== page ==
Shining a light on coercive control of older people

Shining a light on coercive control of older people

Recommended
Aa

Sponsored content Domestic violence is again in the spotlight, this time with the NSW parliamentary inquiry into whether to criminalise coercive control - pat...

Aa

Sponsored content

Domestic violence is again in the spotlight, this time with the NSW parliamentary inquiry into whether to criminalise coercive control - patterns of non-physical abusive behaviour designed to exercise domination and control over another person in a relationship.

Seniors Rights Service wants to ensure that older people, particularly older women, are covered in any changes or additions to current domestic and family violence (DFV) laws, and that, unlike in some overseas legislation, definitions of coercive control and who may exert it are not limited to partners or ex-partners in a relationship.

Our organisation has made a submission to the Joint Select Committee on Coercive Control, pointing out that 65 per cent of abuse of older people is perpetrated by a son, daughter or other relative of the victim.

"A greater range of relationships should be included as we see older people being subjected to coercive control by their adult children, grandchildren and other relatives or live-in carers, as well as by intimate partners," the submission says.

It gives examples of abusive or controlling behaviours by family members, such as isolating the older person by denying access to phones, money, medical care and home care; or by characterising them to friends or family as having severe cognitive decline and thus being unable to speak, receive visits or read letters.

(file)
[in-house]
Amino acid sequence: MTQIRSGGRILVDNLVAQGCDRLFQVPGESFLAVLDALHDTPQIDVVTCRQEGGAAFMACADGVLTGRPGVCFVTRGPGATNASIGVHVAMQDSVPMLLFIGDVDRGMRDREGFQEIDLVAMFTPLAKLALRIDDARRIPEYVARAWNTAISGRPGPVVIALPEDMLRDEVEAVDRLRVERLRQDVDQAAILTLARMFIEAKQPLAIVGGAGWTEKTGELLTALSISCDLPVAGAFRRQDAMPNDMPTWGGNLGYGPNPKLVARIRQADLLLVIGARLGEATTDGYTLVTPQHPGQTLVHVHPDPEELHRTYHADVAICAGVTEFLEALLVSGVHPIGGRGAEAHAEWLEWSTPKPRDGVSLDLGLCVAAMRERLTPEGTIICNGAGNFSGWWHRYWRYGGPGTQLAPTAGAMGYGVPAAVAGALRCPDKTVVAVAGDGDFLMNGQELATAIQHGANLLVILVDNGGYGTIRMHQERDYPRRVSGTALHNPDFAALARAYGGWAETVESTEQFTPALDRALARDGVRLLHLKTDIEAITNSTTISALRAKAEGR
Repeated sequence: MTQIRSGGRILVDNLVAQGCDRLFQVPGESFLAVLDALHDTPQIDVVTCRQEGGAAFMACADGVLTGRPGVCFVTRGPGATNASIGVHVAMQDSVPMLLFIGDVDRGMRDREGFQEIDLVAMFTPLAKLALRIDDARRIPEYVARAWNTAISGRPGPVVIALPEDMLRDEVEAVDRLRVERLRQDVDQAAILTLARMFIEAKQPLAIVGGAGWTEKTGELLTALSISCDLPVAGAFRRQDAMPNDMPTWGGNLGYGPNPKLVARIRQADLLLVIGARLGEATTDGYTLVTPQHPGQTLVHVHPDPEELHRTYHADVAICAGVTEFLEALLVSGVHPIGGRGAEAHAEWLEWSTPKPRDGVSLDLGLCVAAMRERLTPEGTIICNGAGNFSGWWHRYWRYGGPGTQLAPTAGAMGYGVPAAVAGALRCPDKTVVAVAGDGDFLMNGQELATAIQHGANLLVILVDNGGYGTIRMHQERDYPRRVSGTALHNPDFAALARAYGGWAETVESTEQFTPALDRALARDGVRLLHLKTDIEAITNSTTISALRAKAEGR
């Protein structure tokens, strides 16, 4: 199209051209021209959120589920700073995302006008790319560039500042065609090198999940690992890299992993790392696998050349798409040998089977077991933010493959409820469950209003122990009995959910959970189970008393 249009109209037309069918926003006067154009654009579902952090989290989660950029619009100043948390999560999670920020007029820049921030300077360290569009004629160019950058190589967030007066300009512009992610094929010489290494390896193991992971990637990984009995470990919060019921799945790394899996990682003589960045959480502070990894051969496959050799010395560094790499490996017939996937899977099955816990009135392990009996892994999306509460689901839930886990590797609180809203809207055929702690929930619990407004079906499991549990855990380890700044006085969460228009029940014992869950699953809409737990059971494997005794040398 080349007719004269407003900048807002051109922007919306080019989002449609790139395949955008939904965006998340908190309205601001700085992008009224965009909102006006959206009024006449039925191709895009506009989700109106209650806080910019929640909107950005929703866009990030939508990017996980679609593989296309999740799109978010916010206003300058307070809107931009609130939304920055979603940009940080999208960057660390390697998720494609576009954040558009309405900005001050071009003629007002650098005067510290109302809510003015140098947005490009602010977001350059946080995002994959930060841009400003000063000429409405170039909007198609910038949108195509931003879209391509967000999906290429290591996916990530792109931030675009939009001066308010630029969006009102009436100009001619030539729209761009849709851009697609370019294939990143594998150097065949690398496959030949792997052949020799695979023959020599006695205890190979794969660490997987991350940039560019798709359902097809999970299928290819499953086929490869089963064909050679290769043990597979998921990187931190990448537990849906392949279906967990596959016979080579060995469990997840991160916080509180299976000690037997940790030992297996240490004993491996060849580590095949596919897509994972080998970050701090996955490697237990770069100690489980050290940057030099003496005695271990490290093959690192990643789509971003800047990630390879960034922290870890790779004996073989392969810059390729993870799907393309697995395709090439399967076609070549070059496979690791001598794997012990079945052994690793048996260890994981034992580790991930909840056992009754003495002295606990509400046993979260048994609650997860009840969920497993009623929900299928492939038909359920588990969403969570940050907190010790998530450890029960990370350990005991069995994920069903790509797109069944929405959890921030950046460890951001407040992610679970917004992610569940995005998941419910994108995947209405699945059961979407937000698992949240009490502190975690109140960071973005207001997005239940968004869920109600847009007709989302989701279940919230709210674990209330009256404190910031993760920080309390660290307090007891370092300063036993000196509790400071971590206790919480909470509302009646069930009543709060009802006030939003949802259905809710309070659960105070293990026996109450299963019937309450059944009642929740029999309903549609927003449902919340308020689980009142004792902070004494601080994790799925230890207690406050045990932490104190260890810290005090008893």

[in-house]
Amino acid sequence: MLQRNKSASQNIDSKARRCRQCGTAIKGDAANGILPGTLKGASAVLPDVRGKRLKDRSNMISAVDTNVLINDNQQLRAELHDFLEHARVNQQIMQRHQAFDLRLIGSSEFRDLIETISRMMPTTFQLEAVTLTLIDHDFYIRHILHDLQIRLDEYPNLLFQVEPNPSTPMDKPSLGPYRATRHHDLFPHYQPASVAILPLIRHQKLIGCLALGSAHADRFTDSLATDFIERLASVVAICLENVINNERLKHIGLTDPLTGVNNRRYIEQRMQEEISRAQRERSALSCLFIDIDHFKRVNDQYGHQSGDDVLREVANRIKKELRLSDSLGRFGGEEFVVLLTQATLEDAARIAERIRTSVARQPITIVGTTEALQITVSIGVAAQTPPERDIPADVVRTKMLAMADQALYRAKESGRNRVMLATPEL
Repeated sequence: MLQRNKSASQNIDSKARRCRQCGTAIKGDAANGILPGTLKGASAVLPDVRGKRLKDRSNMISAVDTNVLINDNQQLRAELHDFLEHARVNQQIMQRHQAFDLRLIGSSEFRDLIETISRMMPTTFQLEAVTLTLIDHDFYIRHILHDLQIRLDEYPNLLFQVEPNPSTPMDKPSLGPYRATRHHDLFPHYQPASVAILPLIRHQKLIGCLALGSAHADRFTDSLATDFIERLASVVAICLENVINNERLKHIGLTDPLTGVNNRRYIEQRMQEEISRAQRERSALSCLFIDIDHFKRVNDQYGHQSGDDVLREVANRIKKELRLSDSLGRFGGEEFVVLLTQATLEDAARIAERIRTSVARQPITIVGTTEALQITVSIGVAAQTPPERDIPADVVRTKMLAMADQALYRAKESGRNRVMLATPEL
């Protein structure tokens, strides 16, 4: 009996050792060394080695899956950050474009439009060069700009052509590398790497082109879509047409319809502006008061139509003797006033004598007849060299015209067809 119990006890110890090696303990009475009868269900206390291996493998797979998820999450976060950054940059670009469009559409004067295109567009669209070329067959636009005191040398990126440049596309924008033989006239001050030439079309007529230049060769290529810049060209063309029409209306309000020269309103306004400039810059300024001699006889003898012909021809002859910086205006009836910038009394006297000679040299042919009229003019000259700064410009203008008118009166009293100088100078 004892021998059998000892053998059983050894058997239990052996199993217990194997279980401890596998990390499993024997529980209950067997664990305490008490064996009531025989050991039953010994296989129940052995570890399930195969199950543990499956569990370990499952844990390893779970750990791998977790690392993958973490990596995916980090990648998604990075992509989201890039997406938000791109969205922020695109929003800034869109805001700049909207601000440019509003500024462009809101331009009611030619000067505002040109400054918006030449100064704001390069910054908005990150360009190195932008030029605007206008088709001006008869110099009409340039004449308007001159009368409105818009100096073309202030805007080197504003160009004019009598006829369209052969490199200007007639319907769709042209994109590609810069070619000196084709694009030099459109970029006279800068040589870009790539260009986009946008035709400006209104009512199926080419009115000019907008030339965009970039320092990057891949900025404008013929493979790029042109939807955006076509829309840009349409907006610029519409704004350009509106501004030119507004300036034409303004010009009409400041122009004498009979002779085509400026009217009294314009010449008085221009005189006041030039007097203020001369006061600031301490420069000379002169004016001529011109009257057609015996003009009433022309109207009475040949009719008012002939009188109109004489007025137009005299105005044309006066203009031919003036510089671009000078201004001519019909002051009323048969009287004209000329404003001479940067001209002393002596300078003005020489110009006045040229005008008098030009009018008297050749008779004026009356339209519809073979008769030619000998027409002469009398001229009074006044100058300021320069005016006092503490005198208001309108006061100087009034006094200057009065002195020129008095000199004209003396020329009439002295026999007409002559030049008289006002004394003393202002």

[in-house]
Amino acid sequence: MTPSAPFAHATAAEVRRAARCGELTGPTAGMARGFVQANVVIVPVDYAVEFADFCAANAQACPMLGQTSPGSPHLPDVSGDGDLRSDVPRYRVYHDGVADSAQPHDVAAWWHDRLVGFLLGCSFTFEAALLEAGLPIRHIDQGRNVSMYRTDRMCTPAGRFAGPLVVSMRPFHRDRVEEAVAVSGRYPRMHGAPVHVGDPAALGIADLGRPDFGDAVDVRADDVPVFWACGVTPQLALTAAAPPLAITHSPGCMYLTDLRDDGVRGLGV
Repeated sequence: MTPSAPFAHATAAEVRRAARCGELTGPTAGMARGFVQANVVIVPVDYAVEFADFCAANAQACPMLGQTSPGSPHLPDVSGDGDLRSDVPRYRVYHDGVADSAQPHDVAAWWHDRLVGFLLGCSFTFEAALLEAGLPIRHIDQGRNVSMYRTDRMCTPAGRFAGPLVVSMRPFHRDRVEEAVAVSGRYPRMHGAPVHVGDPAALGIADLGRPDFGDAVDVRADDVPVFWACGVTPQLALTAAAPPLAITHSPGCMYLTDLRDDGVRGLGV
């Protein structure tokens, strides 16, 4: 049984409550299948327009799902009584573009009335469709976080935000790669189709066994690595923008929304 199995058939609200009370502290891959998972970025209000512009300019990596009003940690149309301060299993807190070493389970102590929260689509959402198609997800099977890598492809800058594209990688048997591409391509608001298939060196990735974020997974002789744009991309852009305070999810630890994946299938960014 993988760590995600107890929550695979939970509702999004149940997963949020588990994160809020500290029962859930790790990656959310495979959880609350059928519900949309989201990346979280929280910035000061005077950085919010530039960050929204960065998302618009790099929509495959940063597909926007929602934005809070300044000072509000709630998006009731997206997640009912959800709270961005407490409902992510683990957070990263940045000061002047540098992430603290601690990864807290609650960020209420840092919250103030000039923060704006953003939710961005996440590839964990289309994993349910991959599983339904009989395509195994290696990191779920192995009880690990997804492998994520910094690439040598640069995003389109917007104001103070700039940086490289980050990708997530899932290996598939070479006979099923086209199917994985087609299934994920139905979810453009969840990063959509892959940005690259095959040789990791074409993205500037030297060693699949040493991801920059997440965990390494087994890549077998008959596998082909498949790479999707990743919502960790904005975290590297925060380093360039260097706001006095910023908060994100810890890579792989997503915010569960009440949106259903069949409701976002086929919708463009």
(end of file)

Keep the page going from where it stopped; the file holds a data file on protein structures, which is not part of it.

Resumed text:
There may be intimidation and harassment through ongoing verbal abuse, standing over an older person, staying in the older person's home without contributing financially and refusing to leave when asked; threatening to place the older person in an aged care facility; playing on an older person's fear of cognitive decline with comments such as "You're losing it" or gaslighting by claiming something never happened.

Neglect and withdrawal of care are further abusive behaviours. These may include refusal to help with bathing, dressing or other personal care; withholding access to glasses, hearing aids or walking aids; withholding suitable clothing, leaving only nightclothes; or withholding food, drink or medications.

In addition to our submission, Seniors Rights Service President Margaret Duckett gave evidence to the inquiry on February 23.

In other initiatives relating to domestic violence, Seniors Rights Service was invited last year to become a member of the NSW Women's Alliance, which is made up of domestic violence services and advocates around NSW.

Even among DFV organisations, there can be a perception that domestic violence is not an older person's issue.

Says Seniors Rights Service Social Worker Kate Kennedy: "I think there is a growing awareness across the sector. However, there's a lag in policy responses and service provision to meet the needs of older women. We need more research about the experiences of older women in relation to family violence."

Kate and Seniors Rights Service Solicitor Melissa Chaperlin attend regular meetings with the NSW Women's Alliance and, along with Older Women's Network, work to raise awareness of and advocate for the rights of older women who are experiencing abuse or at risk of abuse.

"It has been great for building connections in the DFV space and to build our expertise in the area of family violence to assist older women experiencing abuse with legal and non-legal referrals and supports," Kate says.

Home - Seniors Rights Service

Sponsored content

Aa